Malaysians should celebrate unique ‘flavours’

Author Lee Su Kim in the favourite part of her house where she does her writing. — Pictures by Ahmad Zamzahuri
Author Lee Su Kim in the favourite part of her house where she does her writing. — Pictures by Ahmad Zamzahuri

PETALING JAYA, Sept 14 — Malaysians can once again read about Jinjang Joe, Ah Beng, Mak Nenek 21 years after Lee Su Kim wrote best-seller Malaysian Flavours — Insights into things Malaysian.

The author and retired academic who gave readers these colourful and often amusing characters has come out with a reprint of the book that first made it to shelves in 1996 with a second edition in 2004.

Lee, a Peranakan (Straits Chinese) with roots in Penang and Melaka, feels the 54th anniversary of Malaysia is the right time for Malaysians to celebrate their uniqueness as seen in characters in her book.

“The book is a delightful reminder of everyday nuances and quirks,” she said in a recent interview.

Viewing the book as her gift to a new generation of millennials, the former associate professor of English at Universiti Kebangsaan Malaysia said the book highlighted factors that should keep Malaysians together.

“There are local flavours that go beyond cuisines in the gotong-royong, the hawker stalls and market places that foster friendship, love and collegiality,” she said.

'Malaysian Flavours — Insights into things Malaysian' takes pride of place with Lee’s porcelain plate collection.
'Malaysian Flavours — Insights into things Malaysian' takes pride of place with Lee’s porcelain plate collection.

She wrote the book to make Malaysians aware of their unique cultural identity, be proud of their “Malaysian-ness,” and be able to laugh at themselves.

Her husband, Dr Stephen Hall, helped her rediscover the rich intricacies of Malaysian culture “which many of us take for granted.”

She said it lay in local food, refined culture and the distinctive merging of words into English that constitutes “Manglish.”

“We wear each other’s traditional costumes with ease and accept each race’s religious and cultural norms,” she said.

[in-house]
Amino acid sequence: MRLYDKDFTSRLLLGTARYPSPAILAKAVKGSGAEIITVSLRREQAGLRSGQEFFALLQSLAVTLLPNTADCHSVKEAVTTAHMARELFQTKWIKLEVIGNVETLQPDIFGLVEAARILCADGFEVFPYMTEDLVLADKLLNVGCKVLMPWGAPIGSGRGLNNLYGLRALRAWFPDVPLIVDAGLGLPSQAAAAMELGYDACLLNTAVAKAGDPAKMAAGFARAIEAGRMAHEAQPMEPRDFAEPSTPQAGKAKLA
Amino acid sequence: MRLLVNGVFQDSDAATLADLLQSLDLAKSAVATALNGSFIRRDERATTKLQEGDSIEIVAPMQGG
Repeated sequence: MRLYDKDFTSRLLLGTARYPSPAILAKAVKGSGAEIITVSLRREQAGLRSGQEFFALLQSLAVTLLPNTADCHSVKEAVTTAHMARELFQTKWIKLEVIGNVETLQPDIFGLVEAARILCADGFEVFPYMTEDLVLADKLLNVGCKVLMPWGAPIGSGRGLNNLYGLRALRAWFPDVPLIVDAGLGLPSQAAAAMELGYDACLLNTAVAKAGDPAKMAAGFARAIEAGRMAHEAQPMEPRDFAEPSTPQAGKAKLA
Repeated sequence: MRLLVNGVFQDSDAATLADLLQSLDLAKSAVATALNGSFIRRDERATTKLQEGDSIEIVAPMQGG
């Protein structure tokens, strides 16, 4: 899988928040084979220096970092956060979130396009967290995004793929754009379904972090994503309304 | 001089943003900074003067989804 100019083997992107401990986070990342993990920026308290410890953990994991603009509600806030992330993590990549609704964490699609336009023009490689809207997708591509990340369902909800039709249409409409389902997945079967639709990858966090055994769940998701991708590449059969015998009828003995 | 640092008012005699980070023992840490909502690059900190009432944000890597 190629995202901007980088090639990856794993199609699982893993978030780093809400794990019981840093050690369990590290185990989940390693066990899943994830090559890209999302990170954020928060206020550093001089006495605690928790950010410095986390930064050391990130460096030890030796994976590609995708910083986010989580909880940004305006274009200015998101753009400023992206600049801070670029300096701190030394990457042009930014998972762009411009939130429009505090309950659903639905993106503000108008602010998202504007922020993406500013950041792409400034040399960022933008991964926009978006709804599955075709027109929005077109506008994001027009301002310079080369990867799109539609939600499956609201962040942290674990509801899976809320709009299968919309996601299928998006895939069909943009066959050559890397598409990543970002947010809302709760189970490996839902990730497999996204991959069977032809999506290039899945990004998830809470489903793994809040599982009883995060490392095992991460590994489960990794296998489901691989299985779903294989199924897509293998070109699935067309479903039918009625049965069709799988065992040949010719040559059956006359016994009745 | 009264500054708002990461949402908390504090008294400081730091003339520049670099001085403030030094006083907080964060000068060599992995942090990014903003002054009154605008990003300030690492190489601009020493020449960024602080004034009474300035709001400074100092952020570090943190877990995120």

“While I was a PhD candidate in Texas, I realised although there were many separate ethnic groups there, they were still separate unlike here where we have integrated seamlessly.”

Flipping through the pages of her book readers will smile at Jinjang Joe whose “Chinese-ness” makes him unique, Ah Beng meaning a geek, and Mak Nenek meaning a double nag in a loving manner.

They will also be told why the best way to eat durians is in a group squatting round the fruit, and only-found-in-Malaysia” idioms like “my rice bowl,” “like a duck talking to a chicken,” “shake legs,” and “no head and no tail.”

Personal vignettes of Lee’s life from school at Bukit Bintang Girls School in Kuala Lumpur also allow a peep into the easy camaraderie enjoyed by young Malaysians growing up in the 1960s, as well as personal observations on family traditions and Straits Chinese culture.

“The wealth of Malaysia lies in its multiculturalism, an amazing rojak of multilingual and multi-ethnic people who get along well with each other,” she said.

Lee is amazed by the manner in which Malaysians enjoy facets of each other’s cultures without even realising it, have multiple identities, and switch languages and dialects easily.

A sixth-generation Nyonya, she is an ardent fan of the successful rich fusion of Malay and Chinese culture she has inherited.

It is lovingly depicted in her other books, including Kebaya Tales: Of Matriarchs, Maidens, Mistresses and Matchmakers, Sarong Secrets: Of Love, Loss and Longing, and Manek Mischiefs: Of Patriarchs, Playboys and Paramours.

Lee regrets the falling standard of English among Malaysians, comparing it to the good language of the 1960s.

“There were very good and dedicated teachers then who chose teaching because they wanted to, not because they didn’t have a choice.”

Lee said people of her generation grew up with friends of all races and were not conscious of race.

“At school assembly we raised the national flag, sang the national anthem and then the school anthem. We mixed with everyone, ate and played and studied together with no restrictions.”

On fostering closer racial harmony, Lee felt Malaysians should be encouraged to mingle, socialise and play games together.

For example, efforts must be made to set up multiracial dragon dance troupes, and gamelan, silat, chingay and bhangra groups.

Malaysian Flavours has sold over 10,000 copies.

Available at MPH bookstores nationwide, make a date with Lee at a meet-the-author session at MPH One Utama from 11.30am to 1pm on Oct 7.

Related Articles

Up Next